Then cut the yam in half. Slide the halves across a vegetable shredder in smooth, singular movements to produce neat, unbroken strands of yam. These strands of yam will “hold” the structure of the wu tau koh and give it texture.

Next, chop four tahils (150g) of dried prawns and half kati (300g) of waxed pork into a mince.

“It is best not to chop the dried prawns and waxed pork too finely if you want to add a bit of ‘bite’ to the yam cake. It is nice to chew on bits of prawns and meat when eating wu tau koh so that you don’t feel like you’re only eating flour and nothing else,” she said.

Stir fry all that shredded yam, minced meat and dried prawns in a fair amount of oil and one tablespoon of minced garlic. Toss the ingredients in a big wok for 15 minutes or until the heavenly smell of a fragrant stir-fry has wafted around the entire kitchen.

Meanwhile, as the stir-frying is under way, mix three rice bowls of rice flour with six rice bowls of water. Flavour this mixture with two teaspoons of five-spice powder and 1½ teaspoon of salt.

“Please don’t be alarmed by the amount of salt. You have to remember that I did not add salt when I stir-fried the yam. The rice flour and the shredded yam will absorb a lot of flavour,” grandma reminded.

Then pour the shredded yam, rice flour and water into a flat round metal tray measuring 45cm in diameter and 6cm deep. Use your splayed fingers to mix the shredded yam so that they do not clump.

Then put the baking tray in a big wok filled with water and steam for one hour over a large fire. A charcoal stove is preferable because it imparts a certain flavour to the wu tau koh.

The portions for this recipe serve 10.

Kau Yook recipe

Another way to enjoy yam is to steam it with streaky pork. This is a traditional Hakka dish called kau yook. The best pork cuts are the ones with alternating layers of fat and lean meat.

“If you choose a cut which is all lean meat, you will end up with rubbery meat. You must also have enough fat from the meat to moisten the yam and to give the yam and the pork a melt-in-your-mouth feeling” explained grandma when I balked at the amount of bad cholesterol in this dish.

To make kau yook, you need a half kati (300g) of yam, peeled and sliced into thin rectangles.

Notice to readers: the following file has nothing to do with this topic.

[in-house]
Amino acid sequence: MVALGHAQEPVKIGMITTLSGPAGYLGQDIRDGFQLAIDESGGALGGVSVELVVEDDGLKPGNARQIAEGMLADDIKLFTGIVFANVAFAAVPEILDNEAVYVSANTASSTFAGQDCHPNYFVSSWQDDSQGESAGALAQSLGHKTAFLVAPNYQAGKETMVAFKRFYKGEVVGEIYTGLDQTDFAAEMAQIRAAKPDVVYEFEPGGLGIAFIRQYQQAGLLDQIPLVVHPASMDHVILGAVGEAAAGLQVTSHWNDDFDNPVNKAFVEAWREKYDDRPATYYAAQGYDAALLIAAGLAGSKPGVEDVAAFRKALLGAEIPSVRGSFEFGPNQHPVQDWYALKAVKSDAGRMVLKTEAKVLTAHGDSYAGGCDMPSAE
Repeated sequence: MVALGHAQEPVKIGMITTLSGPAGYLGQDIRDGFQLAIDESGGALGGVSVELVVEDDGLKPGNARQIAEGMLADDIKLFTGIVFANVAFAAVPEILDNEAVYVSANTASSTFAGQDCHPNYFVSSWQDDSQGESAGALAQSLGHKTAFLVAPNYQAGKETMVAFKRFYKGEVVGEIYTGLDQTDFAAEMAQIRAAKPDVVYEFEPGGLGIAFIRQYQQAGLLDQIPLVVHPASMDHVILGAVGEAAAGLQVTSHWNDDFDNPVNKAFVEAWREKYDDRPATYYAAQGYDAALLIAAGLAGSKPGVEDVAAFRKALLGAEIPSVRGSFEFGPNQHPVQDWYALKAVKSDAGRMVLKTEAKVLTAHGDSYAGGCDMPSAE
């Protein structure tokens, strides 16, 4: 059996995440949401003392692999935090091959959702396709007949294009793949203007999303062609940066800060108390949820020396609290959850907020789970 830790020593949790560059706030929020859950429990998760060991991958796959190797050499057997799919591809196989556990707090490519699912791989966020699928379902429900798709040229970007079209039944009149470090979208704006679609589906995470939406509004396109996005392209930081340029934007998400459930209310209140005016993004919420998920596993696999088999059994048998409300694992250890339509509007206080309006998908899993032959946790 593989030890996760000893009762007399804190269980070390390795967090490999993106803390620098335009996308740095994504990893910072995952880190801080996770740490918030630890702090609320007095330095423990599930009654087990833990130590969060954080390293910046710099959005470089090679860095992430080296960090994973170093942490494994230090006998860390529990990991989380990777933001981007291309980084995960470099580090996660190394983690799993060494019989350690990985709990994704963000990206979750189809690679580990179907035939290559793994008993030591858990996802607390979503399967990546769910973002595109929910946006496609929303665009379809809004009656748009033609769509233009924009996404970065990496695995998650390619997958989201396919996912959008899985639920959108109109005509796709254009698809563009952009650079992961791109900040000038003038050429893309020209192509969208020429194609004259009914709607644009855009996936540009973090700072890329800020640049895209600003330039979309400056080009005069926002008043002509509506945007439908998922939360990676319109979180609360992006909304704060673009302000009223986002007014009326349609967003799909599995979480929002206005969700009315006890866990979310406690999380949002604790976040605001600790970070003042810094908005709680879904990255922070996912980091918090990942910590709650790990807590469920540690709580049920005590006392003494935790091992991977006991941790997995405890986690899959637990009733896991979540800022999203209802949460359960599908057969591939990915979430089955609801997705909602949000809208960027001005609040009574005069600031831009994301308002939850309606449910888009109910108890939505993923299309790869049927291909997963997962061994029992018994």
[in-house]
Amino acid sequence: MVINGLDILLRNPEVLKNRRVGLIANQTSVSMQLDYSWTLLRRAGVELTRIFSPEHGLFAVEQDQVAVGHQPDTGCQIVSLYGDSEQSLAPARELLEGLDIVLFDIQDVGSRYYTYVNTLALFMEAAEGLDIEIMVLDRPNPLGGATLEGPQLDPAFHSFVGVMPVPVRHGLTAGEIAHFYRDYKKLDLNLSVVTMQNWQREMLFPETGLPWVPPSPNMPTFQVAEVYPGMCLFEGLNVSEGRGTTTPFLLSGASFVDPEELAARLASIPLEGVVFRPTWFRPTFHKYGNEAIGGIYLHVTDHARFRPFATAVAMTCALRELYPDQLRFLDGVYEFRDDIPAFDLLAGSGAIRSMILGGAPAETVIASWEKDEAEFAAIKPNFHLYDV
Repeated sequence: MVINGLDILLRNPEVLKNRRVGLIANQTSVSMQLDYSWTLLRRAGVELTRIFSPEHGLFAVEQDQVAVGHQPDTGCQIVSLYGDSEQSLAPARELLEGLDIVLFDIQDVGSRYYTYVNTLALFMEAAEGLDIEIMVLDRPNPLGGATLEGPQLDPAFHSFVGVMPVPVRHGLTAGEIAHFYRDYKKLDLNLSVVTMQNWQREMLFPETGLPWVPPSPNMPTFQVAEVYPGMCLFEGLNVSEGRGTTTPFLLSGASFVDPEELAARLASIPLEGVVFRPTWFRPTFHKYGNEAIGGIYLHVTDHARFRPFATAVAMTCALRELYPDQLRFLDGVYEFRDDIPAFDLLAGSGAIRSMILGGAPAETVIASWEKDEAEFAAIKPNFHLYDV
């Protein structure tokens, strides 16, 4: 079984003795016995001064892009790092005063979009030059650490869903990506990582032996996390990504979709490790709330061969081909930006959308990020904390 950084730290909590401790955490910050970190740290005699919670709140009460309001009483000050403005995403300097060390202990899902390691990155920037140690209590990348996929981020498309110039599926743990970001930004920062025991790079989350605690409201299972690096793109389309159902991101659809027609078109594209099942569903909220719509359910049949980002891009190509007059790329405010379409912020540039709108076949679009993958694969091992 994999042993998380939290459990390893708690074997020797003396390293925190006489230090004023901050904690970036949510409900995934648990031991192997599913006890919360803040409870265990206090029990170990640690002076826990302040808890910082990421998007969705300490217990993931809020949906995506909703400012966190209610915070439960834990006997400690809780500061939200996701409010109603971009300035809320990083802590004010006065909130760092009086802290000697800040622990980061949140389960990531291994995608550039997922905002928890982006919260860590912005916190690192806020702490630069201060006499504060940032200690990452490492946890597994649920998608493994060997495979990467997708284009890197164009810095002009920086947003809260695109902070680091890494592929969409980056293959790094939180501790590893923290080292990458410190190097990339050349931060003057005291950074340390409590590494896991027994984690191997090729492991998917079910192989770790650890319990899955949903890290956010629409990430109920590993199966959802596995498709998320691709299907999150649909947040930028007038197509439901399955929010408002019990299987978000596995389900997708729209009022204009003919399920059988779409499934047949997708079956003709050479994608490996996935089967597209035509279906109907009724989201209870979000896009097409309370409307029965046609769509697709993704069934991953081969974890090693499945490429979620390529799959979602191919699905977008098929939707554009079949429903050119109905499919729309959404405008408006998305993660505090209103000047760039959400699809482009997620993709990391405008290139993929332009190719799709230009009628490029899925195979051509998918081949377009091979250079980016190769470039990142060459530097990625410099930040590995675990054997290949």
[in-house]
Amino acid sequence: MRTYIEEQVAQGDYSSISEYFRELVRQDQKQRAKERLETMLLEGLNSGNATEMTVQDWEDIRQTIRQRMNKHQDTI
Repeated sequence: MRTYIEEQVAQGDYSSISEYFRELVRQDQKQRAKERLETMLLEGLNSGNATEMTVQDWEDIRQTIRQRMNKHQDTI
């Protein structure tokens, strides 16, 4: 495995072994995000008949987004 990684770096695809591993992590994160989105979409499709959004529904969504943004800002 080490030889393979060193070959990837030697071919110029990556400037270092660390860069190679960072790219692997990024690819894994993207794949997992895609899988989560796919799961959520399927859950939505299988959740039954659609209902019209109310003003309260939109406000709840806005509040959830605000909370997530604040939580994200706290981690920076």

Lightly fry the yam rectangles with garlic and two teaspoons of five-spice powder, then set aside.

Next, we come to the business of dealing with a kati slab of streaky pork. It is preferable that the cut has a certain thickness to it so that it can withstand a fair amount of cooking processes.

Boil the pork till medium rare. Lift out, drain and marinate with generous sploshes of thick black soya sauce. Allow the sauce to colour the meat into a dark brownish shade.

After that, deep fry till the skin of the meat is crispy. Once done, lift up and dunk in a basin of cold water. Cut the meat into rectangles the same size as the yam. Marinate these pieces with sugar and five pieces of preserved red beancurd, a pungent-smelling condiment called fu yi.

Allow 45 minutes for marinating. Now the rectangles of meat and yam are ready to be arranged in a bowl in the fashion of one slice of yam followed by one slice of meat.

Once the bowl is full, steam it over a charcoal fire for two hours. This recipe can serve six.

Wu Ha recipe

If you still have some yam left over from the above recipes, grandma recommended shredding these up for a good deep-fry. This is a quick recipe called wu ha, where the shredded yam is mixed into a batter of wheat flour and corn flour.

Flavour the batter with five-spice powder and sprigs of coriander leaves. The batter should just coat the yam strands instead of drowning them in a watery mix.

Then, lift the coated yam strands onto a spoon, arrange in a circle and dunk into hot oil and fry till golden brown.

Put the deep-fried yam on kitchen towels to drain the excess oil before keeping in tin lined with grease-proof paper.

These taste as good as fish crackers when dipped in chilli sauce.